Not sure about other towns and villages, but in Newtownabbey, the maintenance of them is woeful. Drive down Station Road at night and you’ll be lucky if one of them is illuminated. Never mind though, the speed detector van will be clocking up the tickets somewhere near by.

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  11. Gopher (profile) says:

    @Babyface

    When graphs fall off a cliff its not because peoples driving has improved

    @Between the Bridges

    Please, it plays on people emotions. I drive along sections of 30 mph zones in urban area and have not seen a pedestrian in 20 years. Accidents happen. What this country needs is to stop wasting money on harrassing the working man.

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  12. Zig70 (profile) says:

    Those traffic islands are a danger to cyclists. I’ve nearly been several times due to drivers trying to race through. Those green areas for cyclists at traffic lights are fairly stupid when there is no cycle lane to approach them safely. I’d hate to know how much they cost. Not quite as dumb as changing a green man to a green man with a bike for the sake of it. Road and car design are the key to reducing accidents.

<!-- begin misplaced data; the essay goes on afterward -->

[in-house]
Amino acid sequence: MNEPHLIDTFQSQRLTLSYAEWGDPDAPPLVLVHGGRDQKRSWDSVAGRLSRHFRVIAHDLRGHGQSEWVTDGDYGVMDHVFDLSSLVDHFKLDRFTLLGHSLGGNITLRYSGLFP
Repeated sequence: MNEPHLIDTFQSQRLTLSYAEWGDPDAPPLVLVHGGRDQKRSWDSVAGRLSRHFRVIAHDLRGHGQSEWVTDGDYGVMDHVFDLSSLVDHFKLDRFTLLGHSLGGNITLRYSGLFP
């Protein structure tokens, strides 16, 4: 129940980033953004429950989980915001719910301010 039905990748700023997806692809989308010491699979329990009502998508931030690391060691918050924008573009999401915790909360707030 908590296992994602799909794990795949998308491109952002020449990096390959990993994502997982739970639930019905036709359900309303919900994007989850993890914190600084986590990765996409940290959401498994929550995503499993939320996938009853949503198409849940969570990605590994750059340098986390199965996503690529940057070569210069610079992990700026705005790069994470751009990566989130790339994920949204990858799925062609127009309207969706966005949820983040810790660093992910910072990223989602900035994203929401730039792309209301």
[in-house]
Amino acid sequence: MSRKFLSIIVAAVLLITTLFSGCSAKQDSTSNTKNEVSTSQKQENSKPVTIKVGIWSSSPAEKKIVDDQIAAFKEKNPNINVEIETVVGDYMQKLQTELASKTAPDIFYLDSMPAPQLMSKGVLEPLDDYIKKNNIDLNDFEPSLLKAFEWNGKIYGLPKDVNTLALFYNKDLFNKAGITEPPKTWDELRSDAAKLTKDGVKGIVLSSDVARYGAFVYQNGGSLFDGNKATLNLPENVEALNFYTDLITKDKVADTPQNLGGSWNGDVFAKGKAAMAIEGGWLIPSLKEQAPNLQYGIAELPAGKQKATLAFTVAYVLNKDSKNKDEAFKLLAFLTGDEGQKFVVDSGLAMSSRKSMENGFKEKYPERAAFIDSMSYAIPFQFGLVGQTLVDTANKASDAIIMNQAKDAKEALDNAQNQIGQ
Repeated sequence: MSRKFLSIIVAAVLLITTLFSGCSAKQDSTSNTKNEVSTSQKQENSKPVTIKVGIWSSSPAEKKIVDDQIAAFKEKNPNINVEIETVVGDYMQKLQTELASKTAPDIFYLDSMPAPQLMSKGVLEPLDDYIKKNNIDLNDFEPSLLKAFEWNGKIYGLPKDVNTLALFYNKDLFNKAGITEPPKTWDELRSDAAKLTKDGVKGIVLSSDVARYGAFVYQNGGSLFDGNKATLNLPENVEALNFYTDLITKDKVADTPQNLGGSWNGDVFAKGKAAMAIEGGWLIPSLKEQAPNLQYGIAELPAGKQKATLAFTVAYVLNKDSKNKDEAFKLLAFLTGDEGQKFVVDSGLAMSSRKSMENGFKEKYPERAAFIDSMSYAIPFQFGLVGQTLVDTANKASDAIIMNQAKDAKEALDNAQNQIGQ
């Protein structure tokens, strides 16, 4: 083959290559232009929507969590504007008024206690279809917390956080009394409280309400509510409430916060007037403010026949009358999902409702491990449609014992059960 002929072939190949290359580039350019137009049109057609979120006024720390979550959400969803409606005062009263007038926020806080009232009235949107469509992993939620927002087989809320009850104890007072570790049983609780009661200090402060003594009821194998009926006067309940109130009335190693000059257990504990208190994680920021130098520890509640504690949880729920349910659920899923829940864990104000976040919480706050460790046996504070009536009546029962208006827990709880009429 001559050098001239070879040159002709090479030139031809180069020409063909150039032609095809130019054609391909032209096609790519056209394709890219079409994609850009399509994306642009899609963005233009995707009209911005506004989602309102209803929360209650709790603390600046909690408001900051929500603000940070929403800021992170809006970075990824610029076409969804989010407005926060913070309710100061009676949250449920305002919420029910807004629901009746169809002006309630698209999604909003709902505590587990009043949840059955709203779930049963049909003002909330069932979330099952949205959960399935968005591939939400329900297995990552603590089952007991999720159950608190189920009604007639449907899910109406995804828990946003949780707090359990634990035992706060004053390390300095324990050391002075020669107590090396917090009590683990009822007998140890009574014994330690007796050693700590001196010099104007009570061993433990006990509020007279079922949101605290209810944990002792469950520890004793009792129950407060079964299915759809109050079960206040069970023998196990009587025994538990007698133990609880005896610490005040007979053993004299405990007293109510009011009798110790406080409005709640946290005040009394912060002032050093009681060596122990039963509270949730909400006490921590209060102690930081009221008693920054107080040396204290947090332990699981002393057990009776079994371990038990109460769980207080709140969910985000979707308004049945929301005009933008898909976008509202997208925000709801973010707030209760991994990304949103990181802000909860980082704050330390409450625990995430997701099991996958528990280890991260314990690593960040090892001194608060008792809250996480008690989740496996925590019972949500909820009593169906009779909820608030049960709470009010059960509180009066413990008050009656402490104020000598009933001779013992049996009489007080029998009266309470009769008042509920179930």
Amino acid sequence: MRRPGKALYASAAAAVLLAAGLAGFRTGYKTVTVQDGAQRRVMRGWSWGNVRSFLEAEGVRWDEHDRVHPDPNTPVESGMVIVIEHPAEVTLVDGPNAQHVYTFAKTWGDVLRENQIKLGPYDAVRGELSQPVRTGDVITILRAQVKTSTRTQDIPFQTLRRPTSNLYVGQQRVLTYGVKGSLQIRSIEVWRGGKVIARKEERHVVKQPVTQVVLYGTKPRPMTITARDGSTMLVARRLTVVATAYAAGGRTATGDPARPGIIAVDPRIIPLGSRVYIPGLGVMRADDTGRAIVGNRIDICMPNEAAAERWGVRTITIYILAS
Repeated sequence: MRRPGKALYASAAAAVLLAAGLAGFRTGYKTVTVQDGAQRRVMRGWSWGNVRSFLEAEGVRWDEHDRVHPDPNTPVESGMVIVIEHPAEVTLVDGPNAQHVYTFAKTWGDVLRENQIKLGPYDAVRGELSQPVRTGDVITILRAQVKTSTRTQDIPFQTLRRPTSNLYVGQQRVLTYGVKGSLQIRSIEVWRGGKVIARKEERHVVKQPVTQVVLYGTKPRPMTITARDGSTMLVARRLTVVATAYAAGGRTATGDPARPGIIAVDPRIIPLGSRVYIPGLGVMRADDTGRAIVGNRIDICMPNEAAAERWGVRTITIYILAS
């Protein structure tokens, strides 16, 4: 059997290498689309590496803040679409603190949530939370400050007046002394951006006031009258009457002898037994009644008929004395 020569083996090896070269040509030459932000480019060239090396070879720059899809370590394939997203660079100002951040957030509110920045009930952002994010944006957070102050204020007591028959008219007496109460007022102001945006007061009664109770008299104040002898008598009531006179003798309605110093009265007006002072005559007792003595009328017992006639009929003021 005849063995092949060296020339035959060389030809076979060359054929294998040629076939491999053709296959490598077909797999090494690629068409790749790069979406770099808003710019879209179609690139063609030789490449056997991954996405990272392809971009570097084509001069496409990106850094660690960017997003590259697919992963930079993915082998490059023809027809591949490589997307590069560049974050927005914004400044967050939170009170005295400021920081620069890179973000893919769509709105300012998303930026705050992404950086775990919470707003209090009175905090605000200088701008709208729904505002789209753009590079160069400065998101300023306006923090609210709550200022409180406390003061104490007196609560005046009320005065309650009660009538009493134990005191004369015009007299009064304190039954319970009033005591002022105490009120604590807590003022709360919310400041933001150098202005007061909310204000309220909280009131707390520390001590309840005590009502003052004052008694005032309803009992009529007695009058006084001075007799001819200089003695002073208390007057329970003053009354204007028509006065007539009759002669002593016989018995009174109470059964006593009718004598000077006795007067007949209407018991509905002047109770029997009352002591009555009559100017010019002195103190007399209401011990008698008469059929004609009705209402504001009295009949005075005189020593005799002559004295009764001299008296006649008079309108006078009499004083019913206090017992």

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  13. BluesJazz (profile) black spot says:

    Several factors:
    Cars are much, much safer.
    Very few get in the car and drive home pished as was culturally acceptable 30 years ago.
    Seatbelts, again few wore them 30 years ago, most do now.
    And demographics. There are (% wise) much less young male drivers on our roads. -And late night young male drivers were/are the worst hazard for road deaths.
    Add in better medical care and Robert’s your mothers brother.

    Same with gun death:

    http://www.samharris.org/blog/item/the-riddle-of-the-gun

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  14. Drumlins Rock (profile) says:

    Car design as Zig says is a major factor, as is some of the new roads (the A4 & A1 upgrades being the most recent) , they are the “less pc” reasons but make a big contribution, on whole I think it is a combined effort and credit where credit is due.

    The question is where do we go from here, zero deaths is all very well as an aspiration but would the costs be better invested in suicide prevention for example? tackling obesity? smoking prevention? alcohol education? all of which kill many times more than RTA.

    Going one step further, I will throw in the idea that due to the success of the project the current levels of funding for traffic policing, road safety, traffic calming etc could be reduced and diverted elsewhere?

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  15. BluesJazz (profile) black spot says:

    From the linked article by Sam Harris, a bit of perspective:

    Seventy mass shootings have occurred in the U.S. since 1982, leaving 543 dead. These crimes were horrific, but 564,452 other homicides took place in the U.S. during the same period. Mass shootings scarcely represent 0.1 percent of all murders. When talking about the problem of guns in our society, it is easy to lose sight of the worst violence and to become fixated on symbols of violence